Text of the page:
By Joe Sutton and Paradise Afshar, CNN
Former Louisville Metropolitan Police Department Detective Kelly Goodlett plans to plead guilty to a federal charge that was filed earlier this month by the Department of Justice in connection with the death of Breonna Taylor two years ago.
According to the Washington Post, Goodlett, attorney Brandon Marshall and a Justice Department attorney confirmed a plea agreement during a Friday online court hearing in the US District Court of the Western District of Kentucky with Magistrate Judge Regina S. Edwards.
Goodlett was charged with one count of conspiracy in connection to the Taylor case last week, according to court records.
Goodlett was charged with submitting a false affidavit to search Taylor’s home ahead of the police department’s raid and working with other Louisville officers to create a “false cover story in an attempt to escape responsibility for their roles in preparing the warrant affidavit that contained false information,” according to court documents released earlier this month.
She is scheduled to appear August 22 at a hearing to discuss the plea. She was released on a $10,000 bond, according to a court document.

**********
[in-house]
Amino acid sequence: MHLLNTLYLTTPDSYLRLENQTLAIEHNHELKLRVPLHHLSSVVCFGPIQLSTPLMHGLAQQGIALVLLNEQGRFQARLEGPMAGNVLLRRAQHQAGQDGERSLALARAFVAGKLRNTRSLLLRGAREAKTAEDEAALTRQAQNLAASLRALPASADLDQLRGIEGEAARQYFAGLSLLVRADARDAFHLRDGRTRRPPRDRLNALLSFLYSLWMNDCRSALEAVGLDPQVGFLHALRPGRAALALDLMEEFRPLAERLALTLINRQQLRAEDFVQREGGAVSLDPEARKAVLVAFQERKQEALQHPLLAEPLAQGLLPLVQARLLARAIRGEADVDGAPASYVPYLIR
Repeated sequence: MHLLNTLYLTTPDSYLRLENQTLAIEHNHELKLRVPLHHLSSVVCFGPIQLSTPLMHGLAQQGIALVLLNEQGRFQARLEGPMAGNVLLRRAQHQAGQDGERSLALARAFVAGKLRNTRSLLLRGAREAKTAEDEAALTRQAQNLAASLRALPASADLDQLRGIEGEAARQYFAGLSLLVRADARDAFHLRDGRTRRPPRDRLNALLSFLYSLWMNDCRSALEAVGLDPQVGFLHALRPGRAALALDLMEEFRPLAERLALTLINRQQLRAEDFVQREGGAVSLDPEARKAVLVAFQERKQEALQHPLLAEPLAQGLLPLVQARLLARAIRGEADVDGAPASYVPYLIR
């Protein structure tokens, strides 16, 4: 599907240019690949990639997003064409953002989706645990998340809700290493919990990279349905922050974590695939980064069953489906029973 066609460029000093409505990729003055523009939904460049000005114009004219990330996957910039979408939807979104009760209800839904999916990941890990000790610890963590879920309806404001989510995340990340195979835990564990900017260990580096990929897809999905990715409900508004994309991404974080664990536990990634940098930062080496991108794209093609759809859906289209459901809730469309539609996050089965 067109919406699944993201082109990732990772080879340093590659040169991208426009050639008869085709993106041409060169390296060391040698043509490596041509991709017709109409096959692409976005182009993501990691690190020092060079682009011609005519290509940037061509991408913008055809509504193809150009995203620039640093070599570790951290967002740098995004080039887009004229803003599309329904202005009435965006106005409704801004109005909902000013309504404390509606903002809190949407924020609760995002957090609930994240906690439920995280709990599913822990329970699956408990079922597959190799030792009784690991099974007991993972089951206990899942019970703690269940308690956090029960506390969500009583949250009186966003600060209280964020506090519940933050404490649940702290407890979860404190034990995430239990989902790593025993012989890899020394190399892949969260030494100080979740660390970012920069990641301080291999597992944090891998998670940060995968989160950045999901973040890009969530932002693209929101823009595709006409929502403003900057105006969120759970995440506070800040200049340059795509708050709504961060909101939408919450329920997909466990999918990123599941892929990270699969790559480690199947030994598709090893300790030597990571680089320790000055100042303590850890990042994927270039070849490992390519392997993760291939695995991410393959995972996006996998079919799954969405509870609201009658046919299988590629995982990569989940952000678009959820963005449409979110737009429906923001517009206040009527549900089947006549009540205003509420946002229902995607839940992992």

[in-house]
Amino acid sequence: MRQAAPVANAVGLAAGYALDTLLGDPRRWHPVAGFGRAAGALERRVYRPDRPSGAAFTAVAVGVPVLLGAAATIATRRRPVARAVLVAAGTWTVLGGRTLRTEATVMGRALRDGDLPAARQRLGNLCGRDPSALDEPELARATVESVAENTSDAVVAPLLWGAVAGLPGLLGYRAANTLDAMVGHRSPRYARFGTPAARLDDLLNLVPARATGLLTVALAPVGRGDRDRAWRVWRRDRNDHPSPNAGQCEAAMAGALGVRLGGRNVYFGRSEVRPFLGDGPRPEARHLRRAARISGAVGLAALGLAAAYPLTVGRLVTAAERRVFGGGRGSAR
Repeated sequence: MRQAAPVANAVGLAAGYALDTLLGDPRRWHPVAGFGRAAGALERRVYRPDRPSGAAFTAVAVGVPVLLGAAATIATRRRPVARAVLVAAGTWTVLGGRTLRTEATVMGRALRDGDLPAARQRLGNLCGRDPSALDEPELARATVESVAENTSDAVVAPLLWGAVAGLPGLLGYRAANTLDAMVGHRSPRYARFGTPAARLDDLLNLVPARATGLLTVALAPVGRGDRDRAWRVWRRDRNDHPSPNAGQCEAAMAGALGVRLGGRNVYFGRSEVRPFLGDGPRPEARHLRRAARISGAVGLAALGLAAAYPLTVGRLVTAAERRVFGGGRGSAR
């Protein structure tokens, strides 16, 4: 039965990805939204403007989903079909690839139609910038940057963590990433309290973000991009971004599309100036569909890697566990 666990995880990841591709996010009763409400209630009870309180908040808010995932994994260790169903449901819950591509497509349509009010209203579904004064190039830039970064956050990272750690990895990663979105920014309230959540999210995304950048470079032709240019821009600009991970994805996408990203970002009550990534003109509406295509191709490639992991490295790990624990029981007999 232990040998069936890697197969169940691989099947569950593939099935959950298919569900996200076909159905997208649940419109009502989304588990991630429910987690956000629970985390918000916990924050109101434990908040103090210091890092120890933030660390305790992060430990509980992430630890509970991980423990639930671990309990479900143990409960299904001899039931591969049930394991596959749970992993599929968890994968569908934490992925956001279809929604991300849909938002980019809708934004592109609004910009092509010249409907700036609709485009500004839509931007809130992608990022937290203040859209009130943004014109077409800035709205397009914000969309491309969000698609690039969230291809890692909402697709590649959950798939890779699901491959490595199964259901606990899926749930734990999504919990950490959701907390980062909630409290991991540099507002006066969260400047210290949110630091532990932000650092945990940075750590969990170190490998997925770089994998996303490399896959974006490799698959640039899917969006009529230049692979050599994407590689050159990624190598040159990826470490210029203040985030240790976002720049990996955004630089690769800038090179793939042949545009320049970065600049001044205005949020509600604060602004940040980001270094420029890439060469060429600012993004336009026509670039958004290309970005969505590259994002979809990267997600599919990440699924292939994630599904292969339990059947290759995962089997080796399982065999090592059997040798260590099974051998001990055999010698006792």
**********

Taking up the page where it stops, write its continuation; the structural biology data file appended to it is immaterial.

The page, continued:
CNN has reached out to Marshall and the Justice Department for statements.
Taylor, a 26-year-old emergency room technician, was shot and killed in her apartment during a flawed forced-entry raid in the early hours of March 13, 2020. Her death, along with that of other Black people at the hands of law enforcement — including George Floyd in Minnesota and Ahmaud Arbery in Georgia — sparked a summer of protests calling for police reform.
Three other current and former Louisville police officers involved in the deadly raid have been charged with civil rights violations and other counts, Attorney General Merrick Garland announced last week.
The charges are the first federal counts leveled against any of the officers involved in the botched raid. In addition to civil rights offenses, federal authorities charged the defendant with unlawful conspiracies, unconstitutional use of force and obstruction, Garland said.
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